- ItemAutomatic Airborne Laser Scanning Data Quality Control Procedure for Environmental Studies(Sciendo (De Gruyter), 2020-12-14) Kraszewski, Bartłomiej; Piasecka, Żaneta; Sadkowski, Rafał; Stereńczak, KrzysztofAirborne laser scanning (ALS) technology delivers large amount of data collected from airborne level. These data are used for many different applications in forestry, civil engineering, environmental studies and others. To acquire the best possible results from the data, accuracy analysis is a necessary part of data processing chain. Therefore, considering the increasing interest worldwide in the use of laser scanning data, improving the quality control (QC) tools is a crucial pursuit. This study underlines the possible error sources, summarises the existing QC knowledge for ALS data and proposes an optimised QC procedure. The procedure was implemented in selected applications and evaluated for three different environments, namely, forests, rural areas and croplands. The proposed solution is almost fully automatic outside from the module that supports the operator in the clas sification examination. The workflow is scalable and can be expanded with new modules that enhance the functionality. The presented procedures can save up to 30 min of manual checks for every 1 km2 area.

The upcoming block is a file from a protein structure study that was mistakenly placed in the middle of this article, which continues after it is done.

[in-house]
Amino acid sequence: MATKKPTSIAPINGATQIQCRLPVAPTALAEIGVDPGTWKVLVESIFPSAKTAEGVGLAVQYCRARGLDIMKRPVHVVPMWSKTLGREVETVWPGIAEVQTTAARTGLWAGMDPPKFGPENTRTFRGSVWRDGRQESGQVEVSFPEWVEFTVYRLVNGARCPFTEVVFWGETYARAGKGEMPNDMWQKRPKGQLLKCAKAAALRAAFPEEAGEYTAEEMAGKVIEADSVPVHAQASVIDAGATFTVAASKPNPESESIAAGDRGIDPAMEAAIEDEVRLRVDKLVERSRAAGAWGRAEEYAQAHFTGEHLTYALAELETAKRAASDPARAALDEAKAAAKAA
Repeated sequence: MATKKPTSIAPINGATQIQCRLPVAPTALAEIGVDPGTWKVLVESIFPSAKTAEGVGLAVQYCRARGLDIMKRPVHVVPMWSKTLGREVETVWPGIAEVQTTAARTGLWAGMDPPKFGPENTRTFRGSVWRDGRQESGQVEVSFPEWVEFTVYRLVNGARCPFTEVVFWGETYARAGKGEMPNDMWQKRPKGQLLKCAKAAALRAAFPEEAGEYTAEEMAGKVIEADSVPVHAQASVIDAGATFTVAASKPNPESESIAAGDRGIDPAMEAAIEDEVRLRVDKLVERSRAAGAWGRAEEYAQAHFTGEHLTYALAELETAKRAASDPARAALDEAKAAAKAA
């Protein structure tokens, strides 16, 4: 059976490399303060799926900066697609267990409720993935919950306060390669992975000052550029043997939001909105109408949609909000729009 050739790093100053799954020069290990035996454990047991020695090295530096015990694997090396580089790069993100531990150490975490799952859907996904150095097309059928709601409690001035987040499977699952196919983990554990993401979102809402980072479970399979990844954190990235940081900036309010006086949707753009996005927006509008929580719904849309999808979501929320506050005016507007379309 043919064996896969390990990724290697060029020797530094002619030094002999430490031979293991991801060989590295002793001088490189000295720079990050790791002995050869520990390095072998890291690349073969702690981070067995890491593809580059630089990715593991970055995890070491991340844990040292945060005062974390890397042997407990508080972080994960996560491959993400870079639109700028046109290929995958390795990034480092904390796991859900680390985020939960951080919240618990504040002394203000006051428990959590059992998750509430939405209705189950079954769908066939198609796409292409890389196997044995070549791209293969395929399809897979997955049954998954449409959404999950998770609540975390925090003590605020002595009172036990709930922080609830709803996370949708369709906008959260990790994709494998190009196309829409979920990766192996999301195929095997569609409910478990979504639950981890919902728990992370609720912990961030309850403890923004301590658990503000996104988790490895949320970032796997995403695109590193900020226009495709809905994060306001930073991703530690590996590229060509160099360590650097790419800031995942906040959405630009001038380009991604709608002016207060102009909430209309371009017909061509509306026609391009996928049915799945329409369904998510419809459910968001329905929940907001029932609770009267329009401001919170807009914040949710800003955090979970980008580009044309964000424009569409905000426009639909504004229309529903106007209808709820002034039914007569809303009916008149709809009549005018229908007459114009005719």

- ItemBacterial wetwood of silver birch (Betula pendula roth): symptomology, etiology and pathogenesis(Sciendo (De Gruyter), 2020-09-18) Goychuk, Anatoliy F; Drozda, Valentin F.; Shvets, Marina V; Kulbanska, IvannaThe article is focused on microbiological and silvicultural properties of bacterial wetwood of silver birch (Betula pendula), also known as European white birch. During the active phase of the disease, bacterial wetwood (i.e. bacterial dropsy, vascular parenchymatous bacteriosis or flux slime) is characterised by crust and periderm bloating, necrotic wet stains and abundance of exudate. The disease is more likely to occur in older (r = 0.56, p < 0.01) and less-dense (r = −0.29, p < 0.01) stands. The statistical model showed that the chance of bacterial wetwood increases with birch age by 0.36% per year. The stands with birch proportion of over 70% demonstrated 15.3% lower infection rate compared to the stands with lower birch presence. The stands with lower stocking demonstrated a higher proportion of infected tree distribution by 7.5% compared to the stands with higher birch representation. The most vulnerable were larger, older B. pendula trees with longitudinally fissured bark that grow on poorer soils and experience frequent water stress. Birch associations with Pteridium aquilinum and Vaccinium myrtillus were more susceptible to infection (31.6% and 44.3%, respectively), whereas associations with Brachypodium sylvaticum, Sphagnum palustre and Calluna vul garis were at lower risk. Strong ecological and trophic association of bacterial wetwood was present between silver birch and Tremex spp., particularly Tremex fuscicornis. Mycobiota was represented by Rhizopus microsporus, Mucor mucedo, Penicillium aurantiogriseum, Penicillium purpurogenum and Acremonium strictum. Enterobacter, Xanthomonas, Pantoea and Bacillus spp. associated with bacterial wetwood of silver birch were isolated. Enterobacter nimipressuralis was found to be the primary causative agent through means of artificial infection, while other bacteria were found to be either weak pathogens or concomitant. E. nimipressuralis formed the largest number of colony-forming units (CFU) for bark and cambium (164 and 127 CFU, respectively) and was also found in a small amount as a vital obligate in the automicrobiota in healthy birch trees.